A question for the bearings experts: Is it possible that the ball bearing design contributed to the frequent cracking of the early hubs, or is the hub design 100% at fault? Was the greatly reduced incidences of cracking solely due to the new style hubs' shorter threaded section, or was it the new roller bearing design that was introduced at about the same time?
I don't think they crack because of the ball bearing. They are just plain thin where the bearing race is. The later hubs have far less threaded area for the hub cap, resulting in a stronger support for the bearing race on the hub cap side.
Note that ball bearings continued to be used on non - starter equipped cars even with the later hubs through 1926. We don't see any more cracking in hubs with ball bearings or with roller bearings, but occasionally the late hubs do crack in the hub cap threads.
I kinda solved the problem on my '13 touring. Years ago, I had a machinist friend take some late hubs and thread them back further. That way I can use Timken bearings. Fast forward, I recently acquired a '13 runabout with ball bearing hubs. I had a NOS set of ball bearings, and never having used any, I decided to give them a try. I have noticed some early hubs have the slot for driving out the races, and some don't.
At some point someone installed a Timken race in one of those early hubs, and the only way I could remove it was to weld a washer across the race so I could drive it out. The car now has ball bearings, I like them. They are big enough to support a much heavier vehicle.
We use the original hubs and ball bearings n our N, K and 09 T. So far, no problems, and we put a fair number of miles on. (I'm going to knock on wood)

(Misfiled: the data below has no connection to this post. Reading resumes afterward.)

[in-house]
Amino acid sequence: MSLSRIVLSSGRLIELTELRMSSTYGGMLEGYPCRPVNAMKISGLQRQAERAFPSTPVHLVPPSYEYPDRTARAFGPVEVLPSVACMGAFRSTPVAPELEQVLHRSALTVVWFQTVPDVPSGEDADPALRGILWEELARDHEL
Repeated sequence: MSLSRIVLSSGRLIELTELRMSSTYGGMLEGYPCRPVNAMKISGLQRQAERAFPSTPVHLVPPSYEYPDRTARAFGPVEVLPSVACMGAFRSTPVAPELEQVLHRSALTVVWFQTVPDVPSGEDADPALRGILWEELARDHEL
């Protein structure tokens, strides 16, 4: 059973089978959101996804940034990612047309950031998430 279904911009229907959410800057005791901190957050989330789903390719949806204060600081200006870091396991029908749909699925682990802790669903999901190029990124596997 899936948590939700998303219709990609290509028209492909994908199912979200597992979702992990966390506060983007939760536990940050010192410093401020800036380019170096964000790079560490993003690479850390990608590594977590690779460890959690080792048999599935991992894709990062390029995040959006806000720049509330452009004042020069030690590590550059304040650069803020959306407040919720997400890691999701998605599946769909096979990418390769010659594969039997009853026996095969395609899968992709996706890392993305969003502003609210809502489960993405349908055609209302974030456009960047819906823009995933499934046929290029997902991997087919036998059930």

Ball bearings were used in the chevys I know thru 57, held up well and those were heavy compared to a T. KGB
I feel that any cracking or damaged hubs was caused by lack of maintenance. The early hubs were designed for ball bearings. In the early days these hubs were subject to considerable foreign materials, dust, dirt and water and were only protected by a 1/4" thick felt. These felts required to be replaced regularly and the bearings repacked with grease. Most of this maintenance was never done, bearing races wore out severely and consequently cracked the housings, not the housing's fault. Some after market entrepreneur promoted roller bearings to avoid the perceived failures. With some of the early conversions the roller assemblies were too long and stuck out and were exposed to the same elements as the ball bearings. To solve this problem the hubs were redesigned with an additional 1/4" of material added to the threaded area (paper thin) and very susceptible to cracking. There was at least half a dozen hub manufacturers and as many after market makers. I have 6 or 8 hubs and none are exactly the same, and yes one of them is cracked. Some have a relief to drive the bearing race out and some don't. With some hobbyists roller bearings is the only way to go, others prefer ball bearings. I have a 100 year old car with ball bearings with no issues. Every year now is a 100th anniversary. I am fudging a bit mine is only 1915. Maby by the time it gets to 100 I may have a failure. Dave
We drove our 1915 roadster in the Ocean to Ocean tour in the summer of 09, a total of about 4,400 miles with ball bearing in the wheels and chain links in the speedometer cable housing. No problems with either.